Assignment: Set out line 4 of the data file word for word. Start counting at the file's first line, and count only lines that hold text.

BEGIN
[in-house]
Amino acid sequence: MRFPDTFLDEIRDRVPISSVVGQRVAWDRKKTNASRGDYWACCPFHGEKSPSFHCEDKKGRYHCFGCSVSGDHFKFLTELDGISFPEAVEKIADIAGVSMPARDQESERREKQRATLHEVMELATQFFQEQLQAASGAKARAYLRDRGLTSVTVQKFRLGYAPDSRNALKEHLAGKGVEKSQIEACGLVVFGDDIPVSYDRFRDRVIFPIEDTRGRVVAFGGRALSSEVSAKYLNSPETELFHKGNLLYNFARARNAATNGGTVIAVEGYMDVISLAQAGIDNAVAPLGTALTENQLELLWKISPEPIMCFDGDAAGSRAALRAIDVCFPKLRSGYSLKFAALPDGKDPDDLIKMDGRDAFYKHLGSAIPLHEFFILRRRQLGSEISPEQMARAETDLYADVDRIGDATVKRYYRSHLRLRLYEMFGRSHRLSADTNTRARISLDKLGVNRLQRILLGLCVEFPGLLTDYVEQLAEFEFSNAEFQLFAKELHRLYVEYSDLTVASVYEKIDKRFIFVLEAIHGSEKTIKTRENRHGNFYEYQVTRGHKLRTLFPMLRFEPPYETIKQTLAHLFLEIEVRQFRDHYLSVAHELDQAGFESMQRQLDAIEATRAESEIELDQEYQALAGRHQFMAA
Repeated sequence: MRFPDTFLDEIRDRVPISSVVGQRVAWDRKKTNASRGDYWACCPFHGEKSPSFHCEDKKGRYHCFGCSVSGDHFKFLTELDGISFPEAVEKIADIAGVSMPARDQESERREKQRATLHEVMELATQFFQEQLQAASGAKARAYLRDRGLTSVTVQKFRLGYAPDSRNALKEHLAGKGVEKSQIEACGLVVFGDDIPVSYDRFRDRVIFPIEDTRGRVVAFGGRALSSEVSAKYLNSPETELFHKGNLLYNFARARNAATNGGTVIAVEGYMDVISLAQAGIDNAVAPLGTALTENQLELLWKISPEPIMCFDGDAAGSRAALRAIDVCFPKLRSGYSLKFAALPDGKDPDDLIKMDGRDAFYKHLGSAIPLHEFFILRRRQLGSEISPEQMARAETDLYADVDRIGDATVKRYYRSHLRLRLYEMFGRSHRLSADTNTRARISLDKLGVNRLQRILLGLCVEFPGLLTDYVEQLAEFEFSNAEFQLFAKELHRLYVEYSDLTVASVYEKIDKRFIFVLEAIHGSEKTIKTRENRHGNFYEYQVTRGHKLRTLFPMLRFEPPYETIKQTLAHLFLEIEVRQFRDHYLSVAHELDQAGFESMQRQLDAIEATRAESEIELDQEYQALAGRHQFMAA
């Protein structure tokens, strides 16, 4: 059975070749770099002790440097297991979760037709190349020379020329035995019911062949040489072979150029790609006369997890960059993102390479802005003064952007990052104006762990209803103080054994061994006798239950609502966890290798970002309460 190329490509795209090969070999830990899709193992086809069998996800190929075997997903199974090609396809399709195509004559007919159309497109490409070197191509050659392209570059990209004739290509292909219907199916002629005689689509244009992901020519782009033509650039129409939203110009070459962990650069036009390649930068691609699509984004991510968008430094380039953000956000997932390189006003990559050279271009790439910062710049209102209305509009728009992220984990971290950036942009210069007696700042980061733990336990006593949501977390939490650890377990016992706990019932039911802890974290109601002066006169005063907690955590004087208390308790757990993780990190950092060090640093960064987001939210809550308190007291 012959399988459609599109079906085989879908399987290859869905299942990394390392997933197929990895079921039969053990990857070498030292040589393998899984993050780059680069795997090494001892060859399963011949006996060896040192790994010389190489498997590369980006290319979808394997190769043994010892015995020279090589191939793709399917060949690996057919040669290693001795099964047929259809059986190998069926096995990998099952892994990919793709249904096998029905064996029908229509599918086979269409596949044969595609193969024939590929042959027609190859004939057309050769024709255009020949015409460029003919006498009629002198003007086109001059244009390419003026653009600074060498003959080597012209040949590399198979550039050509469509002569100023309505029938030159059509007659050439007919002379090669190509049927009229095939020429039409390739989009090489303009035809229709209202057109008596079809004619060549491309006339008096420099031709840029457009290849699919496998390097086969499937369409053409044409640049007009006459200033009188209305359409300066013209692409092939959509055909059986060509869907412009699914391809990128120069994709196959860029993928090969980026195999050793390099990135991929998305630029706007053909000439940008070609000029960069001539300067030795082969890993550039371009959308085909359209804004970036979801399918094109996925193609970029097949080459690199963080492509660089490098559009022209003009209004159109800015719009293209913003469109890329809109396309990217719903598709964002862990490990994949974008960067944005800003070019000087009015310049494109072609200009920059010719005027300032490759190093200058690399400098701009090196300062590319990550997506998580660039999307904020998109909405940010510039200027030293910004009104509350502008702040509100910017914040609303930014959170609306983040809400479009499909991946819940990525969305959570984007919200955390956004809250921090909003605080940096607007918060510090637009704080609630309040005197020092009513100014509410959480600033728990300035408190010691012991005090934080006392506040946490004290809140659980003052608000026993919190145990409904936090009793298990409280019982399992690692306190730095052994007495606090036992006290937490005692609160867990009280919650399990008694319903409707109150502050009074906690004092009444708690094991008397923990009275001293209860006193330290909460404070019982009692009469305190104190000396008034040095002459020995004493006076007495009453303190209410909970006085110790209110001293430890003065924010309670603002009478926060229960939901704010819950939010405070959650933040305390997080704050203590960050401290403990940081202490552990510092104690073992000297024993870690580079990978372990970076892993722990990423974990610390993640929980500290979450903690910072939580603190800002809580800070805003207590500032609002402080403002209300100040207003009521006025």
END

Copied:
């Protein structure tokens, strides 16, 4: 059975070749770099002790440097297991979760037709190349020379020329035995019911062949040489072979150029790609006369997890960059993102390479802005003064952007990052104006762990209803103080054994061994006798239950609502966890290798970002309460 190329490509795209090969070999830990899709193992086809069998996800190929075997997903199974090609396809399709195509004559007919159309497109490409070197191509050659392209570059990209004739290509292909219907199916002629005689689509244009992901020519782009033509650039129409939203110009070459962990650069036009390649930068691609699509984004991510968008430094380039953000956000997932390189006003990559050279271009790439910062710049209102209305509009728009992220984990971290950036942009210069007696700042980061733990336990006593949501977390939490650890377990016992706990019932039911802890974290109601002066006169005063907690955590004087208390308790757990993780990190950092060090640093960064987001939210809550308190007291 012959399988459609599109079906085989879908399987290859869905299942990394390392997933197929990895079921039969053990990857070498030292040589393998899984993050780059680069795997090494001892060859399963011949006996060896040192790994010389190489498997590369980006290319979808394997190769043994010892015995020279090589191939793709399917060949690996057919040669290693001795099964047929259809059986190998069926096995990998099952892994990919793709249904096998029905064996029908229509599918086979269409596949044969595609193969024939590929042959027609190859004939057309050769024709255009020949015409460029003919006498009629002198003007086109001059244009390419003026653009600074060498003959080597012209040949590399198979550039050509469509002569100023309505029938030159059509007659050439007919002379090669190509049927009229095939020429039409390739989009090489303009035809229709209202057109008596079809004619060549491309006339008096420099031709840029457009290849699919496998390097086969499937369409053409044409640049007009006459200033009188209305359409300066013209692409092939959509055909059986060509869907412009699914391809990128120069994709196959860029993928090969980026195999050793390099990135991929998305630029706007053909000439940008070609000029960069001539300067030795082969890993550039371009959308085909359209804004970036979801399918094109996925193609970029097949080459690199963080492509660089490098559009022209003009209004159109800015719009293209913003469109890329809109396309990217719903598709964002862990490990994949974008960067944005800003070019000087009015310049494109072609200009920059010719005027300032490759190093200058690399400098701009090196300062590319990550997506998580660039999307904020998109909405940010510039200027030293910004009104509350502008702040509100910017914040609303930014959170609306983040809400479009499909991946819940990525969305959570984007919200955390956004809250921090909003605080940096607007918060510090637009704080609630309040005197020092009513100014509410959480600033728990300035408190010691012991005090934080006392506040946490004290809140659980003052608000026993919190145990409904936090009793298990409280019982399992690692306190730095052994007495606090036992006290937490005692609160867990009280919650399990008694319903409707109150502050009074906690004092009444708690094991008397923990009275001293209860006193330290909460404070019982009692009469305190104190000396008034040095002459020995004493006076007495009453303190209410909970006085110790209110001293430890003065924010309670603002009478926060229960939901704010819950939010405070959650933040305390997080704050203590960050401290403990940081202490552990510092104690073992000297024993870690580079990978372990970076892993722990990423974990610390993640929980500290979450903690910072939580603190800002809580800070805003207590500032609002402080403002209300100040207003009521006025």